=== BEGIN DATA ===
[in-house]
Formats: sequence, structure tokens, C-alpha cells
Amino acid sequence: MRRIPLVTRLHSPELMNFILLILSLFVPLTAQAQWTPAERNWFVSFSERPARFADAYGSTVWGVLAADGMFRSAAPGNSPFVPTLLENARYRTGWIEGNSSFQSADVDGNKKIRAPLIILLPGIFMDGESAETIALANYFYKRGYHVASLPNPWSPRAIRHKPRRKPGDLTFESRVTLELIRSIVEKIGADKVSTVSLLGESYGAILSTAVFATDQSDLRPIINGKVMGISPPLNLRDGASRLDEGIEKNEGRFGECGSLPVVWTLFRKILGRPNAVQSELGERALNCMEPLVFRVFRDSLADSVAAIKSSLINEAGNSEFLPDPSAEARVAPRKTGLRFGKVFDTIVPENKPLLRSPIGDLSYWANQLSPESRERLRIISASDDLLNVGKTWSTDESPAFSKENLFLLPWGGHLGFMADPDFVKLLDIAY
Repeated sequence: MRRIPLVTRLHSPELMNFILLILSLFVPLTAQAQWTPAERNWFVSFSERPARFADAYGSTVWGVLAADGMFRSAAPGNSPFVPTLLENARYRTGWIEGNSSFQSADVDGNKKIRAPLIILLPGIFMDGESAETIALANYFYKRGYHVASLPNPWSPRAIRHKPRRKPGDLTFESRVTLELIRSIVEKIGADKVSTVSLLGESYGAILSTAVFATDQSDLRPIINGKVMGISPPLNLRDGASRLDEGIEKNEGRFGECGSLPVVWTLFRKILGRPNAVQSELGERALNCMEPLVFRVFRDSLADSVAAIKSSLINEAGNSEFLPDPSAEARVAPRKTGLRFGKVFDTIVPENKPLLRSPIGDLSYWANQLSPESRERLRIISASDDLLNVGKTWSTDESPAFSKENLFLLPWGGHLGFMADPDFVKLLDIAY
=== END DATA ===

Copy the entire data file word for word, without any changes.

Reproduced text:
[in-house]
Formats: sequence, structure tokens, C-alpha cells
Amino acid sequence: MRRIPLVTRLHSPELMNFILLILSLFVPLTAQAQWTPAERNWFVSFSERPARFADAYGSTVWGVLAADGMFRSAAPGNSPFVPTLLENARYRTGWIEGNSSFQSADVDGNKKIRAPLIILLPGIFMDGESAETIALANYFYKRGYHVASLPNPWSPRAIRHKPRRKPGDLTFESRVTLELIRSIVEKIGADKVSTVSLLGESYGAILSTAVFATDQSDLRPIINGKVMGISPPLNLRDGASRLDEGIEKNEGRFGECGSLPVVWTLFRKILGRPNAVQSELGERALNCMEPLVFRVFRDSLADSVAAIKSSLINEAGNSEFLPDPSAEARVAPRKTGLRFGKVFDTIVPENKPLLRSPIGDLSYWANQLSPESRERLRIISASDDLLNVGKTWSTDESPAFSKENLFLLPWGGHLGFMADPDFVKLLDIAY
Repeated sequence: MRRIPLVTRLHSPELMNFILLILSLFVPLTAQAQWTPAERNWFVSFSERPARFADAYGSTVWGVLAADGMFRSAAPGNSPFVPTLLENARYRTGWIEGNSSFQSADVDGNKKIRAPLIILLPGIFMDGESAETIALANYFYKRGYHVASLPNPWSPRAIRHKPRRKPGDLTFESRVTLELIRSIVEKIGADKVSTVSLLGESYGAILSTAVFATDQSDLRPIINGKVMGISPPLNLRDGASRLDEGIEKNEGRFGECGSLPVVWTLFRKILGRPNAVQSELGERALNCMEPLVFRVFRDSLADSVAAIKSSLINEAGNSEFLPDPSAEARVAPRKTGLRFGKVFDTIVPENKPLLRSPIGDLSYWANQLSPESRERLRIISASDDLLNVGKTWSTDESPAFSKENLFLLPWGGHLGFMADPDFVKLLDIAY